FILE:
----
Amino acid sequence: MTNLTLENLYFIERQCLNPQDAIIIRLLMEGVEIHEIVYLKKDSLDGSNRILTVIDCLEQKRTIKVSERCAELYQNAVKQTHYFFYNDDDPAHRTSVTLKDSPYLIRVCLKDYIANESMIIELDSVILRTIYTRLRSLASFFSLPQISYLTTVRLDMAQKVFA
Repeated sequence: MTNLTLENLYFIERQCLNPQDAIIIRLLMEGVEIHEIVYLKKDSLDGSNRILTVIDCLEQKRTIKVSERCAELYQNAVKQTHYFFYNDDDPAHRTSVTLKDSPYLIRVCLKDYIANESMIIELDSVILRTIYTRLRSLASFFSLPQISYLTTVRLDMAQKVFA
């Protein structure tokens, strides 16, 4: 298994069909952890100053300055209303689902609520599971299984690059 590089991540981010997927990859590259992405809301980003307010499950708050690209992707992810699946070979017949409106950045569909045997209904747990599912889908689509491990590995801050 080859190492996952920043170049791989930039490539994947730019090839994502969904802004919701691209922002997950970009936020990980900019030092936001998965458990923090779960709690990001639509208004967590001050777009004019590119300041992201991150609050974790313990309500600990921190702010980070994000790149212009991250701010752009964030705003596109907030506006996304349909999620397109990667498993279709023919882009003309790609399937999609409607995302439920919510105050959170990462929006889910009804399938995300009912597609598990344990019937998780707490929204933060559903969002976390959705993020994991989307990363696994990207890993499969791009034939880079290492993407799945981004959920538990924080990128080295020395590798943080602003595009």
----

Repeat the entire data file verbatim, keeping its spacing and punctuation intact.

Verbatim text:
Amino acid sequence: MTNLTLENLYFIERQCLNPQDAIIIRLLMEGVEIHEIVYLKKDSLDGSNRILTVIDCLEQKRTIKVSERCAELYQNAVKQTHYFFYNDDDPAHRTSVTLKDSPYLIRVCLKDYIANESMIIELDSVILRTIYTRLRSLASFFSLPQISYLTTVRLDMAQKVFA
Repeated sequence: MTNLTLENLYFIERQCLNPQDAIIIRLLMEGVEIHEIVYLKKDSLDGSNRILTVIDCLEQKRTIKVSERCAELYQNAVKQTHYFFYNDDDPAHRTSVTLKDSPYLIRVCLKDYIANESMIIELDSVILRTIYTRLRSLASFFSLPQISYLTTVRLDMAQKVFA
């Protein structure tokens, strides 16, 4: 298994069909952890100053300055209303689902609520599971299984690059 590089991540981010997927990859590259992405809301980003307010499950708050690209992707992810699946070979017949409106950045569909045997209904747990599912889908689509491990590995801050 080859190492996952920043170049791989930039490539994947730019090839994502969904802004919701691209922002997950970009936020990980900019030092936001998965458990923090779960709690990001639509208004967590001050777009004019590119300041992201991150609050974790313990309500600990921190702010980070994000790149212009991250701010752009964030705003596109907030506006996304349909999620397109990667498993279709023919882009003309790609399937999609409607995302439920919510105050959170990462929006889910009804399938995300009912597609598990344990019937998780707490929204933060559903969002976390959705993020994991989307990363696994990207890993499969791009034939880079290492993407799945981004959920538990924080990128080295020395590798943080602003595009």